If you’re worried about leaks because you’ve got a heavy flow or just not sure you’ve perfected your insertion strategy, consider picking up a pair of period undies or some liners to catch any extra leaks. A cup shouldn’t leak if used correctly, but sometimes things don’t go according to plan.
If you’re having persistent leaks, consider that you might have the wrong size of cup. Most come in two sizes. If your cup has started leaking after several years of being a committed cup user, it might be time to size up.
There are many ways to fold and insert a menstrual cup (I’m a fan of the Punch Down Fold, myself). When you’re starting out, experiment with a couple to find the most comfortable option for you. Similarly, you might need to experiment with the most comfortable body position to insert your cup - you might put one foot on the toilet seat or squat down. Don’t forget you can trim the stem of the cup if it is poking you.
Once you’ve got the cup in, don’t forget to spin it. It’s totally painless, and you’ll create a strong seal to ensure that the cup doesn’t leak.
Your cup is too big to travel past your cervix, so it CANNOT get stuck up there. It’s just not possible. Removal problems largely fall into two categories: the cup has ascended in the vaginal canal during wear and now you’re having problems grabbing it, or the seal is refusing to break.
If your cup has travelled upwards on you, bear down like you were having a bowel movement and the cup should move downward. It might be helpful to squat or sit on the toilet. You can then grab the cup and remove it.
If the cup seal is refusing to break, run a finger between your vaginal walls and the outer walls of the cup to disrupt the seal. The cup should then come out easily.
In either case, stay calm. If you’re tense, then it makes removal a lot more difficult.
Allow yourself about three cycles to get into the rhythm of using your cup. It’s a new thing to learn and you need to be patient with yourself. That said, there are some warning signs of a cup that’s just not going to work, including:
Cups do need to be replaced - although they are less likely to be a cause of toxic shock syndrome than tampons, they can eventually break down. We recommend replacing your cup as your manufacturer recommends or at least every couple of years.
If your cup is severely discoloured, sticky, smells bad or develops a powdery texture, it is time to replace it. Otherwise, cups are easy to take care of: boil your cup between cycles and wash it whenever you change it. Take care of your cup, and it will serve you well for a long time.
Here’s the thing about plastic - it’s essential to many aspects of our modern life. Durable, waterproof, and moldable, plastics make possible many advancements in medicine, technology and communication. It’s in everything - from clothes to coffee cups, It also comes with one big problem - it won’t decay.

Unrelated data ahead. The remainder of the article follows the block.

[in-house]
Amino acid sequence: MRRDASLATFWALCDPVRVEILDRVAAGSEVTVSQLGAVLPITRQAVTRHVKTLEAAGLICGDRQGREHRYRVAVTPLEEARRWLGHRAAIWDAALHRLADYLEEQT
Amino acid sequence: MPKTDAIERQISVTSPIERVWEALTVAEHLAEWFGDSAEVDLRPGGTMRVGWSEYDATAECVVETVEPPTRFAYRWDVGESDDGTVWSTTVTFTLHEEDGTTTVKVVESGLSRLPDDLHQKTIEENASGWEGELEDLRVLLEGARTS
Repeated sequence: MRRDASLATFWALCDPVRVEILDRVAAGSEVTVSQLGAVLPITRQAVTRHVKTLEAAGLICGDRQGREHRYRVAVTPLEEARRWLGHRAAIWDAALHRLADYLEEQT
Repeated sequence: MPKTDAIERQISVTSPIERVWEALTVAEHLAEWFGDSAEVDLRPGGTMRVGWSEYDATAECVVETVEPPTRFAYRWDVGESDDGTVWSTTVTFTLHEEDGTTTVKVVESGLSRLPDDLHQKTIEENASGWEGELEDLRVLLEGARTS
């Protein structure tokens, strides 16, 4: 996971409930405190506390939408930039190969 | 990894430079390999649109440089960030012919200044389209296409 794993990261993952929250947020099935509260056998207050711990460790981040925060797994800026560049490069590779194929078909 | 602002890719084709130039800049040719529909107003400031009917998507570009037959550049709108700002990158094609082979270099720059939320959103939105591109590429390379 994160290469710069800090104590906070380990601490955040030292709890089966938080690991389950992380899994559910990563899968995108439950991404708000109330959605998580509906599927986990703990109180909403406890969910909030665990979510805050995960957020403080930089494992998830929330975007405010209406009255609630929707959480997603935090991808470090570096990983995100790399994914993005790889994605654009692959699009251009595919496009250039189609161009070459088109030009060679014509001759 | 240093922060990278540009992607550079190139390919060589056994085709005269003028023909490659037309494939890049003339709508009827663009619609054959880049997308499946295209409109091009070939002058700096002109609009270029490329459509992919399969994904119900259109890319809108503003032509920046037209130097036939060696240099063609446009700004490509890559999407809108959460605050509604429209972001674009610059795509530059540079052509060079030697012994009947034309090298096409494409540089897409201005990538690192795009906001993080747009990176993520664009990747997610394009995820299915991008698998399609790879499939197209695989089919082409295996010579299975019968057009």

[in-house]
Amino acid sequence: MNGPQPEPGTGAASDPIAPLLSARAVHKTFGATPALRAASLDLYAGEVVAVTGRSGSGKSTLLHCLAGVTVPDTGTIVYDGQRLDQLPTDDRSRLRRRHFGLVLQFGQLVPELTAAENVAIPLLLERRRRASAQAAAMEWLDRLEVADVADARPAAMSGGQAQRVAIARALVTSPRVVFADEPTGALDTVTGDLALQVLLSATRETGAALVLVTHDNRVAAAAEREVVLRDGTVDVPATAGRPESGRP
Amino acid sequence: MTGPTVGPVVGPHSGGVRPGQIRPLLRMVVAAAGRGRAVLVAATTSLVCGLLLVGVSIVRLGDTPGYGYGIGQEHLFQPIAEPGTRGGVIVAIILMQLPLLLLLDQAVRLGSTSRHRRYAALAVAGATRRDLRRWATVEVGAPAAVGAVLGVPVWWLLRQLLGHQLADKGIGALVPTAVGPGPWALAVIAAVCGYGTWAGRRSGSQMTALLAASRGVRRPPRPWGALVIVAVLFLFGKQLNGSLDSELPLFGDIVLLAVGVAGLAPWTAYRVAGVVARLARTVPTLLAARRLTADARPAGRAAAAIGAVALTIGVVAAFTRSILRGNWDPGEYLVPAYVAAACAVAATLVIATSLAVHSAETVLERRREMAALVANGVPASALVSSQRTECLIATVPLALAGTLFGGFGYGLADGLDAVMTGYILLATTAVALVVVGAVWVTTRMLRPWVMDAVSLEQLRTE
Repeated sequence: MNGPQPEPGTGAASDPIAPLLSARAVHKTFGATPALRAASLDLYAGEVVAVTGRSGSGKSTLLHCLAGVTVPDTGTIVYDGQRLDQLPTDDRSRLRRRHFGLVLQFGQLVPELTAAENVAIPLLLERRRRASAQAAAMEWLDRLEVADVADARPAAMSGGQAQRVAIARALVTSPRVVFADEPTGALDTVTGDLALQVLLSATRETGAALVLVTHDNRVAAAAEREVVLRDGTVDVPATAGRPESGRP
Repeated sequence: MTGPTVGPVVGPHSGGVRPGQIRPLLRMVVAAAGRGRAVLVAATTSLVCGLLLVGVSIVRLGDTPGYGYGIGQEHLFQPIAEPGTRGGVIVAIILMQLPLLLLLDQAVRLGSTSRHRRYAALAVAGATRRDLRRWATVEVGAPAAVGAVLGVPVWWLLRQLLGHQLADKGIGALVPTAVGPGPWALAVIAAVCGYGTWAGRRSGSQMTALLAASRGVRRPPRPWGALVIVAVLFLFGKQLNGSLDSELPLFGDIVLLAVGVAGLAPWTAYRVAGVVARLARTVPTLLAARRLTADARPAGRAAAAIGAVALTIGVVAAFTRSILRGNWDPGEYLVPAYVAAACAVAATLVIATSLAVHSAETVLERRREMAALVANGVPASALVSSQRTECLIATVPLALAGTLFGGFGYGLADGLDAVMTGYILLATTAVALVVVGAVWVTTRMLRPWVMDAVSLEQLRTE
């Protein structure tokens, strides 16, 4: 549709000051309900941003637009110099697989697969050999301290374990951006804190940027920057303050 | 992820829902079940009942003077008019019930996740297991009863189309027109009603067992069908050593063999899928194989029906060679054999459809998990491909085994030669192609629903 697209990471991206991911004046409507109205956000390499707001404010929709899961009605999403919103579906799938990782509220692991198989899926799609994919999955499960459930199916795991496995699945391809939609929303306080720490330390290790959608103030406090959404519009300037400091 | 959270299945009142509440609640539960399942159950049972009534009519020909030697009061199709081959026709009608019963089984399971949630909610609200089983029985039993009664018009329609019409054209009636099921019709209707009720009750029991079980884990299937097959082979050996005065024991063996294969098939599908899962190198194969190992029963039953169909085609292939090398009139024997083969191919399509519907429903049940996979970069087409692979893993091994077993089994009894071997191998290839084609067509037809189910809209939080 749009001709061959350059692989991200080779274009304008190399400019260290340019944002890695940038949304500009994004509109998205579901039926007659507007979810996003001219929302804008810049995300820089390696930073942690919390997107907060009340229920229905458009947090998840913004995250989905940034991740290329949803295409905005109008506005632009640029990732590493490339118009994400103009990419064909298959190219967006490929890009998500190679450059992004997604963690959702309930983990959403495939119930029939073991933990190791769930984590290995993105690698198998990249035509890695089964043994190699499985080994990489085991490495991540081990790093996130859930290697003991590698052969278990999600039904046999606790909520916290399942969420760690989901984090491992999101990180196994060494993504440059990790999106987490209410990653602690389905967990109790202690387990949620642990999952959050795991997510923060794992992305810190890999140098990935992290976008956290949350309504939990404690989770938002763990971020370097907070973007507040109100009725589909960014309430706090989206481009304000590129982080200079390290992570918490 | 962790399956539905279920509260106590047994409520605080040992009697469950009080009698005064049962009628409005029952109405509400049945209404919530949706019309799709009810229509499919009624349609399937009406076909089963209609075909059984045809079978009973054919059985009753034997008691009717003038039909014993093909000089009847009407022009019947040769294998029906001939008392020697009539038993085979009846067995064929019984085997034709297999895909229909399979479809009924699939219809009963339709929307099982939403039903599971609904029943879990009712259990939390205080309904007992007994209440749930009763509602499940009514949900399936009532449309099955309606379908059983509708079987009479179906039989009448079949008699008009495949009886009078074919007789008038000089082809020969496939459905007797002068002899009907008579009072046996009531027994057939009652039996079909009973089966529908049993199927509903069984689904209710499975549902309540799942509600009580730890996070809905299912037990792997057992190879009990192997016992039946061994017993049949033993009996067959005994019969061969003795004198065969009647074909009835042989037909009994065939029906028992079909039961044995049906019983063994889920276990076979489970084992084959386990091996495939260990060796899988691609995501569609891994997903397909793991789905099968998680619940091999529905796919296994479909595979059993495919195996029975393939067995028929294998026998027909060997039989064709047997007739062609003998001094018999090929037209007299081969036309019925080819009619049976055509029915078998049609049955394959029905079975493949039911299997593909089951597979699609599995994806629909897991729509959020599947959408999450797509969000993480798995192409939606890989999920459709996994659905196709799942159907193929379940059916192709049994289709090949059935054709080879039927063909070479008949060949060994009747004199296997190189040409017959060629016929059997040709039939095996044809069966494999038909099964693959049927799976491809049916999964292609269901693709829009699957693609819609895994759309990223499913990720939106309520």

As long as we’ve had plastics, we’ve been dealing with more and more garbage generated from plastic, and a lot of this garbage is ending up in our oceans. As a biologically inert substance (meaning it doesn’t react chemically with the majority of other substances), it’s impervious to many of the functions that break organic materials down. This means we have landfill waste, harm to animal life, and a large floating island of plastic floating around the Pacific.
Not so ideal.
Even as we’re waking up to the damage caused by our overdependence on plastic, plastic consumption is increasing exponentinally. A search of plastic waste found in the ocean found that the majority of the plastic pulled from our water are proportionally more likely to be from after the year 2000. Plastic may be unavoidable, but we don’t have to make it inevitable. Here’s three simple ways you can make your plastic consumption more sustainable.
Advocate For Recycling Facilities
Tell the communities that you live in that having adequate recycling facilities is important. Although you can head down to city hall, feel free to check in with local businesses and organizations about having recycling facilities. The politics of waste management are real, and too often, not having a blue box is seen as okay. It’s not.
While you’re at it, encourage them to replace single use plastic containers with compostable alternatives, or even better, offer discounts for bringing your own containers.
Ditch Single Use Plastics
One of the major motivators of making the switch to reusable pads is to ditch the single use plastic that comes with pads and tampons. Besides being horrifyingly uncomfortable, plastic menstrual products don’t decompose. Same goes for straws, single-use water bottles and plastic bags.
Spend a little time and money picking up reusable alternatives to these products - like a foldable shopping tote or a reusable coffee cup. Even better - go one step further and organize a clothing swap, source a zero waste grocery store and start composting.
Educate Yourself About Your Products
Feel like you’re drowning in plastic? Don’t purge it all in favour of glass jars and fabric bags. Use up your containers and sustainably dispose of them. Consider how you take care of things - even using cold water washes improve microfiber shedding. Also, feel free to follow up on the environmental claims of new products - we’re improving our manufacturing and supply chain processes all the time, but sometimes it’s not green, it’s just greenwashing.
Lunapads, as a company, is always critiquing our own systems - over the past few years, we’ve increased our use of organic cotton, reduced our carbon footprint by over 60% and moved more of our production to a zero waste model. Making greener choices is a lifetime process - we learn more about how we can improve, and we gain greater access to resources to make it happen.
Plastic might be unavoidable, but it is manageable. Making smarter choices can help you harness plastic’s benefits in a way that is sustainable for our planet.
By far the most common inquiry I get as the customer service rep here at Lunapads is: